PFF Panel 3
Seedly PFF 2019
Asked by Anonymous
Asked on 02 Mar 2019
I would think in the case, if time is not on your side, an ETF would be a viable option for you. It's kinda "auto-diversified" for you, so you just got to identify the kind/industry of ETF that you have the most knowledge and conviction on.
If you have enough capital, you can buy blue-chip stocks in a financial crisis and that will help to capitalise.
Buf if you have no time to do research, then ETFs are a all-weather-type of investment that you can do all-year round. :) Go for monthly ETFs to save yourself the hassle too!
Top Contributor (Jan)
I would just go into ETFs/UTs. As long as it is diversified, I reduce concentration risk and will be banking on the whole market recovering in order to make my gains. I would deploy my war chest in batches though, since you never know when the market reaches the lowest point.
If you have no time to research, it is ETFs. After all in a market upcycle, majority of the stocks in the ETFs will also benefit from the upcycle.
ETF for sure because stock picking is not an easy game.
Stocks require enough information and unfortunately, there is no substitute to time if you want to do it in an educated way.
In a financial crisis, as long you still have dry powder to invest, dare to invest when everyone is afraid, and discipline to hold it long-term, does it really matter which instrument is better?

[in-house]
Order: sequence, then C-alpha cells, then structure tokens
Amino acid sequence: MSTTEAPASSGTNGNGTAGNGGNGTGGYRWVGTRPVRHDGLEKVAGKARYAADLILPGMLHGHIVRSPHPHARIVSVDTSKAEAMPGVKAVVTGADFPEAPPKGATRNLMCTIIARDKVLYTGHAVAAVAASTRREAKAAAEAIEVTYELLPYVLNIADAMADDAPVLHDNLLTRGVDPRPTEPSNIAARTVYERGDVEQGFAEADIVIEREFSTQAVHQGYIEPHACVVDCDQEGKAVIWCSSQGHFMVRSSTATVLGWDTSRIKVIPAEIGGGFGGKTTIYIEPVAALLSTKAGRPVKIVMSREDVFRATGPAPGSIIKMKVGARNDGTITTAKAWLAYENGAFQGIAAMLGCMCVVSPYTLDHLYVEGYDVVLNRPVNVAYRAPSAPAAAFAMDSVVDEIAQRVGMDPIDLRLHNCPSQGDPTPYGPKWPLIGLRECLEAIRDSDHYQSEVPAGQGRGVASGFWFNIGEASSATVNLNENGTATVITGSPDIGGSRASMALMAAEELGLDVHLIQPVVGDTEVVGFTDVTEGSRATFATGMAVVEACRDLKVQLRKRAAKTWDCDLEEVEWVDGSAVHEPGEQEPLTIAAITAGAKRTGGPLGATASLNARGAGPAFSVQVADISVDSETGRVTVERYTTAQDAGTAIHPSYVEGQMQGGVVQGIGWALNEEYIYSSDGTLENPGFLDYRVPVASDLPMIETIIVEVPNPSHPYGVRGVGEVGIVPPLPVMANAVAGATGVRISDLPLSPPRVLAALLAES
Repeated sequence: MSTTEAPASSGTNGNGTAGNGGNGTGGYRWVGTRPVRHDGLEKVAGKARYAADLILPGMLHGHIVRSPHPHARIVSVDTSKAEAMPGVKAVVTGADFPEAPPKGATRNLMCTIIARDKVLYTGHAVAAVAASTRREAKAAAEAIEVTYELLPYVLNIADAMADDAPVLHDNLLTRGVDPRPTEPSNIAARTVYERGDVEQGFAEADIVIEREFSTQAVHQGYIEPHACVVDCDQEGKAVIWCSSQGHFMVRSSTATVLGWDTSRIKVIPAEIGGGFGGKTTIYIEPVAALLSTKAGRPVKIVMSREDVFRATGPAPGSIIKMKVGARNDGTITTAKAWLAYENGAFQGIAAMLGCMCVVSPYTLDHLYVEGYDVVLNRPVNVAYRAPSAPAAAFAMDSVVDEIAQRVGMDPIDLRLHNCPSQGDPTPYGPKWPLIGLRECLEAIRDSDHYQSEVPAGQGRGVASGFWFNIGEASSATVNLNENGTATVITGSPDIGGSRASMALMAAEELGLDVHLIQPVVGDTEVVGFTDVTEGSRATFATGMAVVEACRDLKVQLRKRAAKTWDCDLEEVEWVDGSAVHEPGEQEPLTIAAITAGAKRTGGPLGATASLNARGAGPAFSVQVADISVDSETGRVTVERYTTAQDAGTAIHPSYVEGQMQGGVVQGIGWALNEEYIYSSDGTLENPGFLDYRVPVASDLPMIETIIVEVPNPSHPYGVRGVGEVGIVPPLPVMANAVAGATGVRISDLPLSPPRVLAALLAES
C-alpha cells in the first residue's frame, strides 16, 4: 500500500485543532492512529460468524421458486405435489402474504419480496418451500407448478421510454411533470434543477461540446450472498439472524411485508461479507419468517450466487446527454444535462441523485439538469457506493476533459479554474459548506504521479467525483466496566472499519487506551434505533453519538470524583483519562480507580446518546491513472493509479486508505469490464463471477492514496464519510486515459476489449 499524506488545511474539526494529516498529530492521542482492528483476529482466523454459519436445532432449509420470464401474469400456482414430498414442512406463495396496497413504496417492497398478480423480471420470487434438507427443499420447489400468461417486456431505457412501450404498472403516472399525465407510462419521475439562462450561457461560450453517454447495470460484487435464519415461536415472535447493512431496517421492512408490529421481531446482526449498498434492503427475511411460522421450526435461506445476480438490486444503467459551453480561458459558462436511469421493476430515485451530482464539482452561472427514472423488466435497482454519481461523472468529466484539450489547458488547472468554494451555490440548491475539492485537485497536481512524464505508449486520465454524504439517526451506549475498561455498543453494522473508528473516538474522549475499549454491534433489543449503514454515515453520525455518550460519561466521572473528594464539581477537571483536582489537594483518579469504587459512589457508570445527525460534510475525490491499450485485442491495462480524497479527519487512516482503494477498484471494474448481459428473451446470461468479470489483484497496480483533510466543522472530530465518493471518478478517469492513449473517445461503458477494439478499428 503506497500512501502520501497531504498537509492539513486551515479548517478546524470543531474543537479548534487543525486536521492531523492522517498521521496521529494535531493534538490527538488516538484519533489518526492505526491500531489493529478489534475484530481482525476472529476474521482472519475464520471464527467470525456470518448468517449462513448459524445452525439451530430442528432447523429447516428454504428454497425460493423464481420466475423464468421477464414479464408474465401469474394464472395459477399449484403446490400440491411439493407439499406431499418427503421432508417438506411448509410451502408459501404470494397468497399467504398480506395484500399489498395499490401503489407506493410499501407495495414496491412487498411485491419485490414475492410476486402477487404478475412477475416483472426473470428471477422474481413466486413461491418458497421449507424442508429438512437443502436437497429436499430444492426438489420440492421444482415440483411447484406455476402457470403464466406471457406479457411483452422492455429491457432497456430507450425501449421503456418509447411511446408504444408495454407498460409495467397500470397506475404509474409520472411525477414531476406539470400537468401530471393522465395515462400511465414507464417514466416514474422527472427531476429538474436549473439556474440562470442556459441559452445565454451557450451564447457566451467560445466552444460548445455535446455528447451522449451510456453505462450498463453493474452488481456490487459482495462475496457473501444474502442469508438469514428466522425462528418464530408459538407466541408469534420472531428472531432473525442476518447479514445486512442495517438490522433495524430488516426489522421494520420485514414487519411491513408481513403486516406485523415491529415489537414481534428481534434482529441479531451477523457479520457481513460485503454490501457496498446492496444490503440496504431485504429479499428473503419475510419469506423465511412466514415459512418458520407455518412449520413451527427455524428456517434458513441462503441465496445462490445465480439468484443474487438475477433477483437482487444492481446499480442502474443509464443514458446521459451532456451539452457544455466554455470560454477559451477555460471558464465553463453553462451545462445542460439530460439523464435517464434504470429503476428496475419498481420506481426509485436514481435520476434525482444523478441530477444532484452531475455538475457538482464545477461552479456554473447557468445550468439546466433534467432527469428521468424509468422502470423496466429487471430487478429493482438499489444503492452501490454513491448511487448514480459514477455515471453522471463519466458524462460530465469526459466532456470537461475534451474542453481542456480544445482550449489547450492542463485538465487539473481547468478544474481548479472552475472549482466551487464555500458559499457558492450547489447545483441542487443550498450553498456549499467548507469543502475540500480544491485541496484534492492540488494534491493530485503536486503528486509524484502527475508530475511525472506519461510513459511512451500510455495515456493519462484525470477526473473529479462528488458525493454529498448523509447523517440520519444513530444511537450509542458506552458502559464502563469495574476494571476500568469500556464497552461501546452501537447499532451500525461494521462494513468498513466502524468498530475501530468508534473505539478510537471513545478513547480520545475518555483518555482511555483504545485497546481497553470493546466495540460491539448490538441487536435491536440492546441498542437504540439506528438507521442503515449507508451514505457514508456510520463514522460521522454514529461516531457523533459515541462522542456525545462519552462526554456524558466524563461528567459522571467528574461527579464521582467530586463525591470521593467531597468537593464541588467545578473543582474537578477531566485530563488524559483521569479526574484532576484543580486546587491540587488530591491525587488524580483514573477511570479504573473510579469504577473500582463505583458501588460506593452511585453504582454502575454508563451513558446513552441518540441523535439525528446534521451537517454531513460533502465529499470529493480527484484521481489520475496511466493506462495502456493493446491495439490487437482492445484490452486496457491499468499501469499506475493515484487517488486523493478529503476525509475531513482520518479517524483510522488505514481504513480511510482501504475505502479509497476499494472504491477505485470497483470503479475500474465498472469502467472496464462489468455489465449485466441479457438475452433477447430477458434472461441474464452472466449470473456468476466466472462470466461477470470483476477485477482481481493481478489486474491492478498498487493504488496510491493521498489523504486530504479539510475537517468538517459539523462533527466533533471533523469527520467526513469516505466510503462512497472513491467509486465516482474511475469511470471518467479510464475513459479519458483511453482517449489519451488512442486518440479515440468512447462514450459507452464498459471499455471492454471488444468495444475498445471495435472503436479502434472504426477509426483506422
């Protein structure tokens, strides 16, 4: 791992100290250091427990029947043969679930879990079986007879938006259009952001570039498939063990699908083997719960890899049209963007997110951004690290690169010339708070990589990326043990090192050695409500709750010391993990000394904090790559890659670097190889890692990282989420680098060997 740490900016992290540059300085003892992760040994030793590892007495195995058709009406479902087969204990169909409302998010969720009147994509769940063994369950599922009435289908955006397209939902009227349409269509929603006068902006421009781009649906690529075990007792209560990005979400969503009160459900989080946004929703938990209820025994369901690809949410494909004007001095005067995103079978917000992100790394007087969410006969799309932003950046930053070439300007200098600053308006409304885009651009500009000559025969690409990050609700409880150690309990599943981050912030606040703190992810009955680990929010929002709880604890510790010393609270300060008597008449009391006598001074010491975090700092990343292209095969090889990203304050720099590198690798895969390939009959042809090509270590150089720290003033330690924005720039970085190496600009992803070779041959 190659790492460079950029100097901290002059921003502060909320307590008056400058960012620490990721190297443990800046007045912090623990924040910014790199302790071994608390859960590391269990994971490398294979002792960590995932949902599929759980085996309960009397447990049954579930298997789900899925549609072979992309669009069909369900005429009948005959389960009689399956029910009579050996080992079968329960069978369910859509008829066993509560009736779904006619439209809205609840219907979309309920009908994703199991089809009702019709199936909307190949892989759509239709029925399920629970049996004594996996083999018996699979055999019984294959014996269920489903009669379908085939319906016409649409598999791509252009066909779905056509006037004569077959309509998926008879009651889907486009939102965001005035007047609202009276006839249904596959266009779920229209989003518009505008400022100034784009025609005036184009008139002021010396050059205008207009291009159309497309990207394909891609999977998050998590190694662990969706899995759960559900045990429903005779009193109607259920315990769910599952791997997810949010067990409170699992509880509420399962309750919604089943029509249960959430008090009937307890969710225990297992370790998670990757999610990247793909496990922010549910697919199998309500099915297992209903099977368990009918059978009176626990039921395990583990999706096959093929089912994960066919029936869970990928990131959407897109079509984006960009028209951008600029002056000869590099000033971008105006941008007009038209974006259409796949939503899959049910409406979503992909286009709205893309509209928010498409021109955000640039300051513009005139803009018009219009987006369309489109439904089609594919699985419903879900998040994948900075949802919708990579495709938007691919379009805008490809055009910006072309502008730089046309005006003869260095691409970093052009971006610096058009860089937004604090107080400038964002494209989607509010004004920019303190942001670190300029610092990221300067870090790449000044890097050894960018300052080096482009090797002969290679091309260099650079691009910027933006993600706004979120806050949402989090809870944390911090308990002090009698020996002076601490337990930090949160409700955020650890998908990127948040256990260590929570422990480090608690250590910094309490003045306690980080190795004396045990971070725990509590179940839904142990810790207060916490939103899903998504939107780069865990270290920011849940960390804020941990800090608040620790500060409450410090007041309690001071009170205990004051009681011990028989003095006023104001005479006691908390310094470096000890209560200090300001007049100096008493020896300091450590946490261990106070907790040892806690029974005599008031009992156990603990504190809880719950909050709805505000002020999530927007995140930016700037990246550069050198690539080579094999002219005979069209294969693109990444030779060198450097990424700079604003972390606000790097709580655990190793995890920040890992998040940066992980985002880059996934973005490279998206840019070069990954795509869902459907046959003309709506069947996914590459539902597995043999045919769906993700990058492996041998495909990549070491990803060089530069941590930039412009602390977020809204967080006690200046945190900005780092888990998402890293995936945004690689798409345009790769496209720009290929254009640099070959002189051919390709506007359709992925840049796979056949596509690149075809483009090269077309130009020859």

I think in a financial crisis, it is extremely difficult to find out which stocks will survive and which stocks won't. Just take a look at a bank that no one though would fall - Lehmann Brothers, which is evidence enough that in a bad enough crisis, nothing is barred from failing.
Instead of picking what exactly to buy, I suggest buying an index fund/ETF as well - takes away the need to really plan when to go in or how to allocate, everything is already done for you. All you need to do is buy and hold it till the crisis is over and the market rebounds once again.
Of course, this is based on the assumption the market can recover to previous highs. One such market that has done so consistently thus far is the S&P 500, the US market cap weighted index of the 500 largest US companies. One that has not recovered yet is the Japan Nikkei 225 Index - the value of the index has not recovered the highs of the late 1990s when the real estate bubble burst and everything came crashing down. So TLDR: no free lunch in the market, but the closest thing you can get is indexing in the right market.